“My greatest challenge is not what’s happening at the moment, my greatest challenge was knocking Liverpool right off their f****ng perch. And you can print that.

Which sums it up. Forget Lancashire, forget The North, forget George Osborne’s Northern Powerhouse. United and City fans should support Spurs, the Southern Powerhouse team, because they’re not Liverpool. Support anyone you like, absolutely anyone, apart from Liverpool. Or so they told me…

Conclusion

So are Manchester and Liverpool still in Lancashire? It depends who you ask:

  • If you consult a map, the answer you’ll get will depend on who made the map and when it was made.
  • If you type a Mancunian or Scouse postcode into the Royal Mail postcode & address finder it won’t mention Lancashire, Greater Manchester, Merseyside or even Cheshire so you’ll be none the wiser.
  • If you ask a football fan, they will probably be too blinded by bitter sporting rivalry to give you a sensible answer.
  • If you ask the government, they are preoccupied at the moment, and have more important international borders to think about.
  • If you ask the Friends of Real Lancashire they’ll tell you absolutely YES without question, Manchester and Liverpool are still in Lancashire, because they never left. Our county is called LANCASHIRE, not “Cumbria”, “Greater Manchester”, “Merseyside” or “part of Cheshire”. I’m inclined to agree with them. 🌹

 References

NOTE: Here’s a good related pub quiz question which will sort the wheat from the chaff: Which football team plays closest the River Mersey? (Google it.)

July 1, 2016

Dear Europeans, do you know who your MEP is and what they do?

banksy-does-brexitAlong with 16 million other people on the 23rd June 2016 I voted to remain in the European Union (EU). I believe the benefits of EU membership exceed the costs. Free trade and free movement have been beneficial to me personally, many of those around me, as well as the wider UK economy [1]. I even married an EU migrant too, so I love Europe in more ways that one. Life outside the EU is very difficult to imagine, professionally, financially, culturally and personally.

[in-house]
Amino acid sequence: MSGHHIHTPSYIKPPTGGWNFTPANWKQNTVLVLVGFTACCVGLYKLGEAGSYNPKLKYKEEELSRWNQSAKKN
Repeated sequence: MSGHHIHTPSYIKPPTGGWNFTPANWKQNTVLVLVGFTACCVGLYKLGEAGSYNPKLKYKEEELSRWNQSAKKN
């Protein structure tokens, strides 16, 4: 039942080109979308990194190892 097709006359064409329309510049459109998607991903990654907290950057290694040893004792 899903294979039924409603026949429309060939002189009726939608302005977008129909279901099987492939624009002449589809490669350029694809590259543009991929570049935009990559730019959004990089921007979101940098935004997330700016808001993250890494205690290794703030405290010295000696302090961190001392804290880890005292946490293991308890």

So when I woke up to Brexit EuroDoom last Friday, to find I was in a minority outnumbered by 17 million leavers who disagreed, I felt sick. After a gloomy week of miserable soul searching, I realised I didn’t have the foggiest notion who my Member of European Parliament (MEP) was or how they got elected. Although not a student of (or expert in) politics or economics, I don’t believe I am apathetic or unaware. I follow the news, vote in general elections and write letters to my MP. I try to understand what is going on in politics and bend my head around the dismal science of economics. But until this week, I had little or no idea how the European Parliament (EP), let alone the European Commission (EC) or lots of other acronyms starting with E, actually work in practice.

Now if you are also a participant in the failing (?) European project, do YOU know who your MEP is? Any idea what they actually do? The chances are you don’t because Euroignorance is widespread [2]. Fortunately, Professor Google can help us. In Manchester, the MEPs for the North West Region of the UK comprising Cumbria, Lancashire, Merseyside, Greater Manchester and Cheshire are:

Unfortunately, I’d only heard of two of those MEPs beforehand, and neither of them because of their activity during the EU referendum. Nuttall I’d heard of because the comedian Stewart Lee performed a brilliant satirical piece mocking Nuttall’s views on immigration [3]. Woolfe I’d heard of because his campaign leaflet came through my letterbox during the 2015 general election. How did they get elected as MEPs because I can’t remember seeing their names on a ballot paper?

MEPs are elected using the D’Hondt method [4], a form of proportional representation (PR) used in the European elections in 2014 and elsewhere. As of 2016, the three largest UK parties in the European Parliament are: UKIP (24 MEPs), Labour (20 MEPs) and The Conservatives (19 MEPs). Isn’t it remarkable that so many of these MEPS were neither seen or heard during the almost entirely fact-free® debate [1] preceding the UK EU referendum?

So what is the nature of an MEPs power? Back in 1998, a politician by the name of Tony Benn proposed five democratic questions to understand the powerful:

“If one meets a powerful person–Rupert Murdoch, perhaps, or Joe Stalin or Hitler–one can ask five questions:

  1. what power do you have?
  2. where did you get it?
  3. in whose interests do you exercise it?
  4. to whom are you accountable?
  5. how can we get rid of you?”

According to Benn, anyone who cannot answer the last of those questions does not live in a democratic system. [5] Personally, I’d like to get rid of UKIP from the European parliament. How can I do this? While I can’t vote for individuals, I can vote for political parties. However, turnout in european elections is often embarrassingly low, in the UK a pathetic 35.6% showed up in 2014. Which means two thirds of UK voters were unaware or didn’t care who their MEP was, including me. My bad. You could call this democratic deficit, not one where people can’t vote but one where people are unaware or don’t bother.